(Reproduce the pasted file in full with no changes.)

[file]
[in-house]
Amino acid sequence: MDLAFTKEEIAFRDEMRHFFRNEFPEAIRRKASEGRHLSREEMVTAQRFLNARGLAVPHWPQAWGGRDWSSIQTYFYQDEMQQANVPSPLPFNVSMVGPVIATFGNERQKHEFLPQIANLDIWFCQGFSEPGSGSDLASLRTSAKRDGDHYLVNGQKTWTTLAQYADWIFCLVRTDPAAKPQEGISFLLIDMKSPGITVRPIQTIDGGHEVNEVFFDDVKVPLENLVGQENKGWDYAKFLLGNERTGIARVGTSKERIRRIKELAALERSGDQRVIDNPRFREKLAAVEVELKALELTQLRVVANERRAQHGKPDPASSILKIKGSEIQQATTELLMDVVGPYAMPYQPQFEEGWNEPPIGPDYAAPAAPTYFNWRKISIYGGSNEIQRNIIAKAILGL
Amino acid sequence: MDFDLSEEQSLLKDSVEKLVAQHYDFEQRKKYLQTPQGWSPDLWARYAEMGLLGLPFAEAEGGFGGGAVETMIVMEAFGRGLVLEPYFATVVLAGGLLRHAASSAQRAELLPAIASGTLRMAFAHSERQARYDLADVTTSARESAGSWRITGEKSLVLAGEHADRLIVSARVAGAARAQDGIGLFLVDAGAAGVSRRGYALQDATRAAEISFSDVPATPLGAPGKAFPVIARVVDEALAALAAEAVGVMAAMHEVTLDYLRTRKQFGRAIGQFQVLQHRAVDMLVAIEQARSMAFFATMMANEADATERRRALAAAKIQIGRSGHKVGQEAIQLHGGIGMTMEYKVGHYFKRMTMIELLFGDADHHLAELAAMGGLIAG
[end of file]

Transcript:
[in-house]
Amino acid sequence: MDLAFTKEEIAFRDEMRHFFRNEFPEAIRRKASEGRHLSREEMVTAQRFLNARGLAVPHWPQAWGGRDWSSIQTYFYQDEMQQANVPSPLPFNVSMVGPVIATFGNERQKHEFLPQIANLDIWFCQGFSEPGSGSDLASLRTSAKRDGDHYLVNGQKTWTTLAQYADWIFCLVRTDPAAKPQEGISFLLIDMKSPGITVRPIQTIDGGHEVNEVFFDDVKVPLENLVGQENKGWDYAKFLLGNERTGIARVGTSKERIRRIKELAALERSGDQRVIDNPRFREKLAAVEVELKALELTQLRVVANERRAQHGKPDPASSILKIKGSEIQQATTELLMDVVGPYAMPYQPQFEEGWNEPPIGPDYAAPAAPTYFNWRKISIYGGSNEIQRNIIAKAILGL
Amino acid sequence: MDFDLSEEQSLLKDSVEKLVAQHYDFEQRKKYLQTPQGWSPDLWARYAEMGLLGLPFAEAEGGFGGGAVETMIVMEAFGRGLVLEPYFATVVLAGGLLRHAASSAQRAELLPAIASGTLRMAFAHSERQARYDLADVTTSARESAGSWRITGEKSLVLAGEHADRLIVSARVAGAARAQDGIGLFLVDAGAAGVSRRGYALQDATRAAEISFSDVPATPLGAPGKAFPVIARVVDEALAALAAEAVGVMAAMHEVTLDYLRTRKQFGRAIGQFQVLQHRAVDMLVAIEQARSMAFFATMMANEADATERRRALAAAKIQIGRSGHKVGQEAIQLHGGIGMTMEYKVGHYFKRMTMIELLFGDADHHLAELAAMGGLIAG